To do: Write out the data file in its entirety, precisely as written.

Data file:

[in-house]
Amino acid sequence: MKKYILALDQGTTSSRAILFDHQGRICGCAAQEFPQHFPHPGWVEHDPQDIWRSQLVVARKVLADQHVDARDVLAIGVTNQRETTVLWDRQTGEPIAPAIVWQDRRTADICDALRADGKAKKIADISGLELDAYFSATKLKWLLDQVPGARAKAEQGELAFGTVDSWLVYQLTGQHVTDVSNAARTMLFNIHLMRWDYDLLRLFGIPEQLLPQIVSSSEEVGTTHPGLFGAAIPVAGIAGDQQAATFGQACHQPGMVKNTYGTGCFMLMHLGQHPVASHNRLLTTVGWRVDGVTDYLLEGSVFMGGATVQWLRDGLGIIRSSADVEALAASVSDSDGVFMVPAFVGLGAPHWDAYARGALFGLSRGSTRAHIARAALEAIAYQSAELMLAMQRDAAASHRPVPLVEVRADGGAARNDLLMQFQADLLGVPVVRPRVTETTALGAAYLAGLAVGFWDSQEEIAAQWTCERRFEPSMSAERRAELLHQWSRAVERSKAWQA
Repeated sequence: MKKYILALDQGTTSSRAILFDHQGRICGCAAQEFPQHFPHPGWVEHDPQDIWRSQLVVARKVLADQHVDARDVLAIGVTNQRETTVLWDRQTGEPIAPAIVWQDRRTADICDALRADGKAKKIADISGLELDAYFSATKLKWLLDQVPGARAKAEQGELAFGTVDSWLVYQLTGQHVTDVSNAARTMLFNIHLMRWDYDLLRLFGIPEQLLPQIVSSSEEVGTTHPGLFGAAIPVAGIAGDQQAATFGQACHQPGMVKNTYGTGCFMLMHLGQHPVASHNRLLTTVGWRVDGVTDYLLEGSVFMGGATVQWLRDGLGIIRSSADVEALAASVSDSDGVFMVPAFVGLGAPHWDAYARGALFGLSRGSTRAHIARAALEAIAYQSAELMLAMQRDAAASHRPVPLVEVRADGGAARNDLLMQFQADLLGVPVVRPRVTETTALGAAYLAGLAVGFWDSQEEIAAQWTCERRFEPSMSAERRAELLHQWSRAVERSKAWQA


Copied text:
[in-house]
Amino acid sequence: MKKYILALDQGTTSSRAILFDHQGRICGCAAQEFPQHFPHPGWVEHDPQDIWRSQLVVARKVLADQHVDARDVLAIGVTNQRETTVLWDRQTGEPIAPAIVWQDRRTADICDALRADGKAKKIADISGLELDAYFSATKLKWLLDQVPGARAKAEQGELAFGTVDSWLVYQLTGQHVTDVSNAARTMLFNIHLMRWDYDLLRLFGIPEQLLPQIVSSSEEVGTTHPGLFGAAIPVAGIAGDQQAATFGQACHQPGMVKNTYGTGCFMLMHLGQHPVASHNRLLTTVGWRVDGVTDYLLEGSVFMGGATVQWLRDGLGIIRSSADVEALAASVSDSDGVFMVPAFVGLGAPHWDAYARGALFGLSRGSTRAHIARAALEAIAYQSAELMLAMQRDAAASHRPVPLVEVRADGGAARNDLLMQFQADLLGVPVVRPRVTETTALGAAYLAGLAVGFWDSQEEIAAQWTCERRFEPSMSAERRAELLHQWSRAVERSKAWQA
Repeated sequence: MKKYILALDQGTTSSRAILFDHQGRICGCAAQEFPQHFPHPGWVEHDPQDIWRSQLVVARKVLADQHVDARDVLAIGVTNQRETTVLWDRQTGEPIAPAIVWQDRRTADICDALRADGKAKKIADISGLELDAYFSATKLKWLLDQVPGARAKAEQGELAFGTVDSWLVYQLTGQHVTDVSNAARTMLFNIHLMRWDYDLLRLFGIPEQLLPQIVSSSEEVGTTHPGLFGAAIPVAGIAGDQQAATFGQACHQPGMVKNTYGTGCFMLMHLGQHPVASHNRLLTTVGWRVDGVTDYLLEGSVFMGGATVQWLRDGLGIIRSSADVEALAASVSDSDGVFMVPAFVGLGAPHWDAYARGALFGLSRGSTRAHIARAALEAIAYQSAELMLAMQRDAAASHRPVPLVEVRADGGAARNDLLMQFQADLLGVPVVRPRVTETTALGAAYLAGLAVGFWDSQEEIAAQWTCERRFEPSMSAERRAELLHQWSRAVERSKAWQA